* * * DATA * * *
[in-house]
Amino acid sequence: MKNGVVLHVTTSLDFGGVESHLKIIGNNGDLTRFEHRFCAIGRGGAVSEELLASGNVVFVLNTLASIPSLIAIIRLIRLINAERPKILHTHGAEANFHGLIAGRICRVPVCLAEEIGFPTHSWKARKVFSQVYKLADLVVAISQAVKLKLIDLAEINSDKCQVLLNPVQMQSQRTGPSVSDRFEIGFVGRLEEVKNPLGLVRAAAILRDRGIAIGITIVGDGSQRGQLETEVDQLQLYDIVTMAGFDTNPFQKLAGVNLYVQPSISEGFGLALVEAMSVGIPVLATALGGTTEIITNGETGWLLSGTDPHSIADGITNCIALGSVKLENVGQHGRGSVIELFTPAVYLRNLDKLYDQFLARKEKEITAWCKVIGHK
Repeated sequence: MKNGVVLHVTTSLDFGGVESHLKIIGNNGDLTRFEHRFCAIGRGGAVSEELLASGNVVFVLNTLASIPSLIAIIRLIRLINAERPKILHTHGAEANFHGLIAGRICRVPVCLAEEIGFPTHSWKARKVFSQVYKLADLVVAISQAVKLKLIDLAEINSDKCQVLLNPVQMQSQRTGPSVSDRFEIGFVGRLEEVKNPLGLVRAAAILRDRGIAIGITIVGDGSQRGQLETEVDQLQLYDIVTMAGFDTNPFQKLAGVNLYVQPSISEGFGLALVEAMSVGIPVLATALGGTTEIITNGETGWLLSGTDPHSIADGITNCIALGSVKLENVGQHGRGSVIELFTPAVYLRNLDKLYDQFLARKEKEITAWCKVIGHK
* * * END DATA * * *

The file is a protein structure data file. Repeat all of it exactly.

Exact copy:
[in-house]
Amino acid sequence: MKNGVVLHVTTSLDFGGVESHLKIIGNNGDLTRFEHRFCAIGRGGAVSEELLASGNVVFVLNTLASIPSLIAIIRLIRLINAERPKILHTHGAEANFHGLIAGRICRVPVCLAEEIGFPTHSWKARKVFSQVYKLADLVVAISQAVKLKLIDLAEINSDKCQVLLNPVQMQSQRTGPSVSDRFEIGFVGRLEEVKNPLGLVRAAAILRDRGIAIGITIVGDGSQRGQLETEVDQLQLYDIVTMAGFDTNPFQKLAGVNLYVQPSISEGFGLALVEAMSVGIPVLATALGGTTEIITNGETGWLLSGTDPHSIADGITNCIALGSVKLENVGQHGRGSVIELFTPAVYLRNLDKLYDQFLARKEKEITAWCKVIGHK
Repeated sequence: MKNGVVLHVTTSLDFGGVESHLKIIGNNGDLTRFEHRFCAIGRGGAVSEELLASGNVVFVLNTLASIPSLIAIIRLIRLINAERPKILHTHGAEANFHGLIAGRICRVPVCLAEEIGFPTHSWKARKVFSQVYKLADLVVAISQAVKLKLIDLAEINSDKCQVLLNPVQMQSQRTGPSVSDRFEIGFVGRLEEVKNPLGLVRAAAILRDRGIAIGITIVGDGSQRGQLETEVDQLQLYDIVTMAGFDTNPFQKLAGVNLYVQPSISEGFGLALVEAMSVGIPVLATALGGTTEIITNGETGWLLSGTDPHSIADGITNCIALGSVKLENVGQHGRGSVIELFTPAVYLRNLDKLYDQFLARKEKEITAWCKVIGHK